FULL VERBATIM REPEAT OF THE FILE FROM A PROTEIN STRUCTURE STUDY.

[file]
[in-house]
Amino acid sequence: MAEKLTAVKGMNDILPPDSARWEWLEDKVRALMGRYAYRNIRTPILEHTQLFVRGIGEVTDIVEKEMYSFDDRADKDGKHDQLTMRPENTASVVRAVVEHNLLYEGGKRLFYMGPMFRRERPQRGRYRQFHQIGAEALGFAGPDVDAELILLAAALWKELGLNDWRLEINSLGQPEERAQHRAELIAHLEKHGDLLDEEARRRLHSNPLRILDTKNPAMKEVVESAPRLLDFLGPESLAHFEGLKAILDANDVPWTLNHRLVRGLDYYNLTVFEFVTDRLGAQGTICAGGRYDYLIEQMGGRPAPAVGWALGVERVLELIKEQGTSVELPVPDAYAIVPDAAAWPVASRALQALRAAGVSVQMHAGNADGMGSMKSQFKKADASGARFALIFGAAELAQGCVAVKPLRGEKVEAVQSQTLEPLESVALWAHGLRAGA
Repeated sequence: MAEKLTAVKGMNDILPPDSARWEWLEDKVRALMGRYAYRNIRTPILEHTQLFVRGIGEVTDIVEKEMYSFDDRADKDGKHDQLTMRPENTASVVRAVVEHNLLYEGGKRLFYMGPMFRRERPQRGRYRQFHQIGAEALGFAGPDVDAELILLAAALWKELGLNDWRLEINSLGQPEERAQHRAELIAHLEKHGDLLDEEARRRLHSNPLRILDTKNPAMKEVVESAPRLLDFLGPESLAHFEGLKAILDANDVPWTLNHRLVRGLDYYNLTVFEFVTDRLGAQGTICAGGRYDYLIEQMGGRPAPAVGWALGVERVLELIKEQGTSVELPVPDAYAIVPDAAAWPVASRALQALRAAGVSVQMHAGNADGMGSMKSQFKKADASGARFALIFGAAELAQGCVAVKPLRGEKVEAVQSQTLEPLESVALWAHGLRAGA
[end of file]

[in-house]
Amino acid sequence: MAEKLTAVKGMNDILPPDSARWEWLEDKVRALMGRYAYRNIRTPILEHTQLFVRGIGEVTDIVEKEMYSFDDRADKDGKHDQLTMRPENTASVVRAVVEHNLLYEGGKRLFYMGPMFRRERPQRGRYRQFHQIGAEALGFAGPDVDAELILLAAALWKELGLNDWRLEINSLGQPEERAQHRAELIAHLEKHGDLLDEEARRRLHSNPLRILDTKNPAMKEVVESAPRLLDFLGPESLAHFEGLKAILDANDVPWTLNHRLVRGLDYYNLTVFEFVTDRLGAQGTICAGGRYDYLIEQMGGRPAPAVGWALGVERVLELIKEQGTSVELPVPDAYAIVPDAAAWPVASRALQALRAAGVSVQMHAGNADGMGSMKSQFKKADASGARFALIFGAAELAQGCVAVKPLRGEKVEAVQSQTLEPLESVALWAHGLRAGA
Repeated sequence: MAEKLTAVKGMNDILPPDSARWEWLEDKVRALMGRYAYRNIRTPILEHTQLFVRGIGEVTDIVEKEMYSFDDRADKDGKHDQLTMRPENTASVVRAVVEHNLLYEGGKRLFYMGPMFRRERPQRGRYRQFHQIGAEALGFAGPDVDAELILLAAALWKELGLNDWRLEINSLGQPEERAQHRAELIAHLEKHGDLLDEEARRRLHSNPLRILDTKNPAMKEVVESAPRLLDFLGPESLAHFEGLKAILDANDVPWTLNHRLVRGLDYYNLTVFEFVTDRLGAQGTICAGGRYDYLIEQMGGRPAPAVGWALGVERVLELIKEQGTSVELPVPDAYAIVPDAAAWPVASRALQALRAAGVSVQMHAGNADGMGSMKSQFKKADASGARFALIFGAAELAQGCVAVKPLRGEKVEAVQSQTLEPLESVALWAHGLRAGA